Margaret Thatcher will be remembered in her homeland as the conservative “Iron Lady” who transformed Britain from a strife-torn welfare state to a market-driven capitalist bastion. But for many of those who endured Soviet communist dictators and a world on the brink of nuclear peril, her shining accomplishment was being the first Western leader to see hope for a new world order.
Thatcher in 1984 nudged her NATO allies to see in Mikhail S. Gorbachev, then a little-known newcomer to the Soviet Politburo, an opportunity to break out of the mind-set that the Soviet Union would never change.
“We can do business together,” she famously declared after Gorbachev’s inaugural turn on the international stage in December 1984, when he visited Britain and spoke of the need for reform in his country and disarmament worldwide.
A mere three months later, when Gorbachev was elevated to general secretary of the Soviet Communist Party, it was Thatcher who heralded his rise as more than another new face on a failed ideology. She urged President Reagan to give Gorbachev a chance to make good on pledges to stand down from the nuclear face-off and work for a less confrontational relationship between the superpowers.
Anna Vassilieva was a 25-year-old college professor in the Siberian city of Irkutsk when Gorbachev visited Britain, the first high-level Soviet to meet with a British leader in almost three decades. Vassilieva, now teaching Russian history and culture at the Monterey Institute of International Studies, recalled the “wild popularity” Thatcher gained in the Soviet Union after breakthrough talks at the prime minister’s country estate, Chequers.
“She trusted her intuition to see that this was a man she could talk to, that he was of a different generation, not hardened by Stalinism and the whole revolutionary rhetoric,” Vassilieva said of the Thatcher-Gorbachev meeting. “He was a communist, he did believe in socialism, but he wasn’t a revolutionary fanatic. She saw this and she charmed him.”
Images from their cozy fireside chats, when Thatcher was shown slipping off her shoes and curling up in her armchair, were stunning to Soviets accustomed to stiff, protocol-driven exchanges between Eastern and Western officials, Vassilieva said. It shook Soviets out of their own sense that the ideological divide was unbridgeable and that East-West hostilities were a permanent condition.
“It was the start of the most decisive conversation of the 20th century for the destinies of Europe, the United States and the Soviet Union,” Vassilieva said of Thatcher’s embrace of the new Moscow leader.
Those old enough to remember that historic visit still regard Thatcher warmly, Vassilieva said, although their attitudes are deeply resentful toward Gorbachev and the economic and political collapse that his reforms triggered.
Reagan’s first term as president, in the early 1980s, “had been pretty tough on the Soviets, with the ‘Evil Empire’ speech and the very hard-line policy that existed then,” said retired diplomat James F. Collins, a career State Department officer who served as ambassador to post-Soviet Russia.
“Certainly in Washington at that time there was a great split about how to interpret what was happening as Gorbachev came to power in the Soviet Union. There were those who said this means nothing, don’t pay any attention to him, he’s just another communist leader out to destroy the United States. Others, though, were saying, no, there’s something new here, and we need to take a look at what he’s saying to his own people.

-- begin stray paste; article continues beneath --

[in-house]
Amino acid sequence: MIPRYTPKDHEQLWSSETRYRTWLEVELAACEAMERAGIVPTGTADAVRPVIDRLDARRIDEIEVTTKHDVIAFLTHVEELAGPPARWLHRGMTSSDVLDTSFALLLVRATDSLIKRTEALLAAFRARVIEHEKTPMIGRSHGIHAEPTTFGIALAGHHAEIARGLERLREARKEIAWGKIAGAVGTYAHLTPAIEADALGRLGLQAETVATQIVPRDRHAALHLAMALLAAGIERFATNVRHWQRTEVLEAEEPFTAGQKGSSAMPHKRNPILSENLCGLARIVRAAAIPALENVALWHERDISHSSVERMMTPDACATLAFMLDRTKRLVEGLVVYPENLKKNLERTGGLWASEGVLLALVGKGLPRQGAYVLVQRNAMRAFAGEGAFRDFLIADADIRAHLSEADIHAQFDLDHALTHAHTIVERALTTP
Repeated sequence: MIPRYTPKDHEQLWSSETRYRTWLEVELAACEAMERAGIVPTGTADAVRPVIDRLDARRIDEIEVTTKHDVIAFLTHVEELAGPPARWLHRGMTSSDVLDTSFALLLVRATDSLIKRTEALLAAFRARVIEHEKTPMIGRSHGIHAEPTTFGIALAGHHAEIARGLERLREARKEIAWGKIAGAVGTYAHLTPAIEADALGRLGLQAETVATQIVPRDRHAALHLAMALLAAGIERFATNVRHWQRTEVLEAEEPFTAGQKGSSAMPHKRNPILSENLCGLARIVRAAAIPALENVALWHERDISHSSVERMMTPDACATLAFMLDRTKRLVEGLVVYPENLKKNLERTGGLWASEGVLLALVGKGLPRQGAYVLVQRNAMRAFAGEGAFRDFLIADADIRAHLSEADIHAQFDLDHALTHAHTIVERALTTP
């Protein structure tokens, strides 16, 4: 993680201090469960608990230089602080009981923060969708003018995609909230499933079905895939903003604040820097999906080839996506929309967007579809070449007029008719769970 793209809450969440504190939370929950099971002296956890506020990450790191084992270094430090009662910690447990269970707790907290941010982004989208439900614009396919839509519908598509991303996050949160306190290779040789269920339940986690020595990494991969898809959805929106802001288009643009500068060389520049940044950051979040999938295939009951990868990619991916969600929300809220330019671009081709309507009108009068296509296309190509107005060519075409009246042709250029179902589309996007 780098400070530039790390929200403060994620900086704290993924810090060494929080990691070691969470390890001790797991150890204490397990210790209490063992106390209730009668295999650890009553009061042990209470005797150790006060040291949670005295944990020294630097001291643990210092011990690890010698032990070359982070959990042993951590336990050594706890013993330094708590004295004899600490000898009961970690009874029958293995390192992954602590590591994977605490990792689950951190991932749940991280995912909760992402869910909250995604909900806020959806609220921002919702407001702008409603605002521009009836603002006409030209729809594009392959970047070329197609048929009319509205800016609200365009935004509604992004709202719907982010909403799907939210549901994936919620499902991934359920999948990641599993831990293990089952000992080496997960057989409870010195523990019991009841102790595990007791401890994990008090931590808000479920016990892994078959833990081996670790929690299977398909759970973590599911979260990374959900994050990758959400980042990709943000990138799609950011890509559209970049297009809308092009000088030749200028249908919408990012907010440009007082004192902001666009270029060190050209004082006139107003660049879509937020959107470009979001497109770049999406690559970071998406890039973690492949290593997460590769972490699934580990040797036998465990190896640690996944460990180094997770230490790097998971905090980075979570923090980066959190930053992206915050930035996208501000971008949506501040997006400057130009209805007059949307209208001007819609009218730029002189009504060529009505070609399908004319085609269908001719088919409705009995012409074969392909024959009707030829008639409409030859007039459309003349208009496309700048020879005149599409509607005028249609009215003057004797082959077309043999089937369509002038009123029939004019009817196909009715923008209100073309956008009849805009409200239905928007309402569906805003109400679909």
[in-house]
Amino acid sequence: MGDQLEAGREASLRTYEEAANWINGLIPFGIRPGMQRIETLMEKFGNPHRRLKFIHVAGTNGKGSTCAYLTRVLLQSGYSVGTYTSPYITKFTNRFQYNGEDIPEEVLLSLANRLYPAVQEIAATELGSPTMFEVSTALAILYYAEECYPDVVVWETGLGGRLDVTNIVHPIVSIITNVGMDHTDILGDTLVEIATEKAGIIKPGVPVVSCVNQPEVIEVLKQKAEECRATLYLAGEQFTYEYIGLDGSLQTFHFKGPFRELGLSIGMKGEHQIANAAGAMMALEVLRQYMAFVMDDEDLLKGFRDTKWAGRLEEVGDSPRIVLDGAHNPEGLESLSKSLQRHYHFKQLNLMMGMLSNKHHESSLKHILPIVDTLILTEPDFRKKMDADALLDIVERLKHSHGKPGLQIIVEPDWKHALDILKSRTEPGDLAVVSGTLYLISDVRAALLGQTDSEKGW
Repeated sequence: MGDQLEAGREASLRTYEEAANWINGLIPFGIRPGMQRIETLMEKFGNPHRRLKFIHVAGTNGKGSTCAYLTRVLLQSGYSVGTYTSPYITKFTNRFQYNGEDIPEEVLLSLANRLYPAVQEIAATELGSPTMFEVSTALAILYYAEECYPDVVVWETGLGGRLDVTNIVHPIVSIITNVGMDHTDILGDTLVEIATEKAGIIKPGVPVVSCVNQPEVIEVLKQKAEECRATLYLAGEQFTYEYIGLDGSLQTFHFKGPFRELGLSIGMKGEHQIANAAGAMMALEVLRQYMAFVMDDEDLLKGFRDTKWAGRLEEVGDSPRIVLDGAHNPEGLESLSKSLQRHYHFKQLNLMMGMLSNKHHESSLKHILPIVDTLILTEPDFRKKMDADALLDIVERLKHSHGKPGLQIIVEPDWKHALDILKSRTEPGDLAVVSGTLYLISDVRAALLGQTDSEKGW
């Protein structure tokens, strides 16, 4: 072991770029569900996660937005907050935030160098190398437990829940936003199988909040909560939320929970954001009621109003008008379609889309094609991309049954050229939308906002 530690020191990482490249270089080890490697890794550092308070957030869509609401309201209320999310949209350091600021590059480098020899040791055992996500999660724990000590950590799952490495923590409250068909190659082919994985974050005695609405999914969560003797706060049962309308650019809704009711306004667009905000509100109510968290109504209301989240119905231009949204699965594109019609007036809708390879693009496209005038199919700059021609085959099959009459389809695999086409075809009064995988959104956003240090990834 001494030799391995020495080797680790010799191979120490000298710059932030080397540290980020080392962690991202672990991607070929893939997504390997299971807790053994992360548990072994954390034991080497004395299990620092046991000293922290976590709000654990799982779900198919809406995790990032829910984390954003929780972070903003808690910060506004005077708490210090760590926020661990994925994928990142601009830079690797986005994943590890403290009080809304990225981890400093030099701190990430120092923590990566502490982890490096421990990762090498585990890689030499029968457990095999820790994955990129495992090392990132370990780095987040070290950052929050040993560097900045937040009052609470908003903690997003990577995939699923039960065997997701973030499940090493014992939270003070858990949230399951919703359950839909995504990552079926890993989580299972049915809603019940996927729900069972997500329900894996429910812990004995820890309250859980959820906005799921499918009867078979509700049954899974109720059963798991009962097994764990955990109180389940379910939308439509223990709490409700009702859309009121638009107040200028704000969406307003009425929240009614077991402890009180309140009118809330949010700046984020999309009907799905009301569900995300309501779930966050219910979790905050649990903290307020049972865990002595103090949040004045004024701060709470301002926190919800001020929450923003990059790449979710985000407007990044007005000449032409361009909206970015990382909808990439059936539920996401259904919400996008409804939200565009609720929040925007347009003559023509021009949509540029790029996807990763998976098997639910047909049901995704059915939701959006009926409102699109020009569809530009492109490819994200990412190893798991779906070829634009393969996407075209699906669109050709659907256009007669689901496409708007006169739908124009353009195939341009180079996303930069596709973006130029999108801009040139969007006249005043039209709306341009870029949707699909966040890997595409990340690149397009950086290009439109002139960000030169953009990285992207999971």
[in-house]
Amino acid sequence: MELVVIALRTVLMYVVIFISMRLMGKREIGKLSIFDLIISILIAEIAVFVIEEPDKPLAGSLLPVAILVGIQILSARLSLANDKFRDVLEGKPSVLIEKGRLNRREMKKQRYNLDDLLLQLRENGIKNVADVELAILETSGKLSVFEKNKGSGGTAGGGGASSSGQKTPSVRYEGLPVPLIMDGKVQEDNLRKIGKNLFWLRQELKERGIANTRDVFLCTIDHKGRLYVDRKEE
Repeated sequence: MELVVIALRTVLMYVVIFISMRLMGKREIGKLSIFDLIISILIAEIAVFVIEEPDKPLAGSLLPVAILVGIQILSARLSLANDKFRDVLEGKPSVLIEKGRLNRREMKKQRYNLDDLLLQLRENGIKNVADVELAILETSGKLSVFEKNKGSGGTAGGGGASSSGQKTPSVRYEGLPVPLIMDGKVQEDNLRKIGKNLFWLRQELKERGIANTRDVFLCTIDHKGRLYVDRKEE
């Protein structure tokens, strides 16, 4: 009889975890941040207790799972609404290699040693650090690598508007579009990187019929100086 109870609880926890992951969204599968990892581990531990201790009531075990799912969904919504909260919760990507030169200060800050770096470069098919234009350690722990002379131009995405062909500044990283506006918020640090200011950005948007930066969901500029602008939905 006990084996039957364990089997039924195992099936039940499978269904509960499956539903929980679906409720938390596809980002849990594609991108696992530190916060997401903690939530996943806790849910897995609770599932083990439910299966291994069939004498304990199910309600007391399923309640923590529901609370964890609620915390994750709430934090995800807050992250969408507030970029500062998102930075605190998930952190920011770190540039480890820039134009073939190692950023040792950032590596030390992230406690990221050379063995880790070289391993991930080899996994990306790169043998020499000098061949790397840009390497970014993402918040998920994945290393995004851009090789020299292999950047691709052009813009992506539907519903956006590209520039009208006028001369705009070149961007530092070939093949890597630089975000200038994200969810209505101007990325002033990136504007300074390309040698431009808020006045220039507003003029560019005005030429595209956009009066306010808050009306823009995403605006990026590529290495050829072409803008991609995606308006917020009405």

“What Thatcher was able to do was validate the idea for Reagan that something was different in the Kremlin, that Gorbachev wasn’t just another [Leonid] Brezhnev or [Yuri] Andropov or [Konstantin] Chernenko, that something was different and something new was happening,” Collins said of Gorbachev’s contrast with his three predecessors in the Kremlin.
Thatcher’s assessment of Gorbachev and her influence with Reagan “played a major role in shaping what happened” in bringing about disarmament treaties and the demise of communist rule in Eastern Europe, said Collins, now head of the Russia and Eurasia Program at the Carnegie Endowment for International Peace.
James Dobbins, another career diplomat now directing Rand Corp.’s International Security and Defense Policy Center, also recalled that “there was for a long time after 1984 considerable skepticism in the U.S. government and intelligence community about how seriously to take Gorbachev’s reform efforts.
“It’s not that they thought he was completely disingenuous, but there was a degree of caution on how much he could revolutionize Soviet society,” Dobbins said. “I think people were initially skeptical about how much he wanted to change and how much he could change even if he wanted to.”
Thatcher’s support for engagement with the Kremlin was an important first step on the path toward an end to the bipolar world, he said. But he sees her later influence with Reagan’s successor in the White House, President George H.W. Bush, as “an obstacle to our diplomacy” in mending the post-Cold War world.
“She was fearful of the reunification of Germany,” Dobbins said. “But to her credit, whether she thought it was good or bad, she saw it as something coming and that it made no sense for her to stand in front of the tide.”
A foreign correspondent for 25 years, Carol J. Williams traveled to and reported from more than 80 countries in Europe, Asia, the Middle East and Latin America.